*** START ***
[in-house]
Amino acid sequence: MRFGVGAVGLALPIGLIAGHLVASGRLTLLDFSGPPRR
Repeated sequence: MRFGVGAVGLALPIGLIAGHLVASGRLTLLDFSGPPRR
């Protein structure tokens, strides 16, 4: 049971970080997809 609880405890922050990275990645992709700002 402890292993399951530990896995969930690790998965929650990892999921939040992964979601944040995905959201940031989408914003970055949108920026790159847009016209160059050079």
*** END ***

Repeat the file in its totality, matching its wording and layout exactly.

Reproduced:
[in-house]
Amino acid sequence: MRFGVGAVGLALPIGLIAGHLVASGRLTLLDFSGPPRR
Repeated sequence: MRFGVGAVGLALPIGLIAGHLVASGRLTLLDFSGPPRR
């Protein structure tokens, strides 16, 4: 049971970080997809 609880405890922050990275990645992709700002 402890292993399951530990896995969930690790998965929650990892999921939040992964979601944040995905959201940031989408914003970055949108920026790159847009016209160059050079």